The report also found that there is an absence of engagement at senior level in staff skills and that there is no specific body that examines the total spending on skills and decides whether it is being made in the right parts of the organisation.
For example, it needs better data and information on where it should take a more strategic approach and gain an early warning of future skills gaps, such as the risk of skills depleting as experienced staff retire. This is of particular concern in the department, as one in five staff in key business areas is over 55.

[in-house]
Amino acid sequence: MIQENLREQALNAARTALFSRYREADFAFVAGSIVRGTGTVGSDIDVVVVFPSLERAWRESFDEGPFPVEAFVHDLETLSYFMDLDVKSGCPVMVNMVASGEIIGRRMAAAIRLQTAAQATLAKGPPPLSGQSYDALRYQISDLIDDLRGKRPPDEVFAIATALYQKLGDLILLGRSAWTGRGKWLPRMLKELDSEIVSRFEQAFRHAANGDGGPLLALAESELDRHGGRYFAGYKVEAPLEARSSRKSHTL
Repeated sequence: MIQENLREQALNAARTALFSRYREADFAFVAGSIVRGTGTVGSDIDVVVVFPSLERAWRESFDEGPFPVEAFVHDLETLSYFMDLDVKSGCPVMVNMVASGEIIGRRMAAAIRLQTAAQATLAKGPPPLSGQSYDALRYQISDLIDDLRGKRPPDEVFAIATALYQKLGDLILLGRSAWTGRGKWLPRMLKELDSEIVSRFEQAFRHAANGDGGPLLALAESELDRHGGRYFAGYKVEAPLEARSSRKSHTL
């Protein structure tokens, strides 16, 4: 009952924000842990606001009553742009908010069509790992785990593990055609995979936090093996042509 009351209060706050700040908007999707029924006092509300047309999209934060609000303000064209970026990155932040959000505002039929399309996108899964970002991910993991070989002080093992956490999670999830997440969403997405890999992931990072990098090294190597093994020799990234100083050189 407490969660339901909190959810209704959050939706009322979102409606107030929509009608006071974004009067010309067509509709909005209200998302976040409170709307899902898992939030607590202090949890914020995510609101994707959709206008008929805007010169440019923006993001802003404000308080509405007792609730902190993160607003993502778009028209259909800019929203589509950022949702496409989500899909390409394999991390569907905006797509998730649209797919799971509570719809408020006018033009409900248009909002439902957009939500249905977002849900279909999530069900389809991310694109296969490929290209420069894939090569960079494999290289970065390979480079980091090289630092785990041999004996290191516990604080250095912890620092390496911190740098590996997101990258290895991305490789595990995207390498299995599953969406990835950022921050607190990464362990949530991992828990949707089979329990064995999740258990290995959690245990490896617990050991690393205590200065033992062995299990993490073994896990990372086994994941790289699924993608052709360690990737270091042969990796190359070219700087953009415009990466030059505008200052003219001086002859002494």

Many of the points in the report have been raised previously by HMRC’s own reviews but they have not made the changes needed. For example, the total number of training courses has not reduced from 2,000 courses in 2009, when an internal review raised concerns about poor focus in training provision.
Amyas Morse, head of the National Audit Office, said: "At the level of the business as a whole, HMRC has no strategy to manage the £96m it spends each year on skills. Although the department is doing much to make sure it has the skills it requires, it needs a more systematic approach, where spending on skills is linked explicitly to the organisation's overall business objectives and a vision of how it should look in the future.
The report concluded that HMRC must focus on boosting staff skills if it is to meet its targets of shaving 25 per cent from its budget and increasing tax revenue by £7bn.
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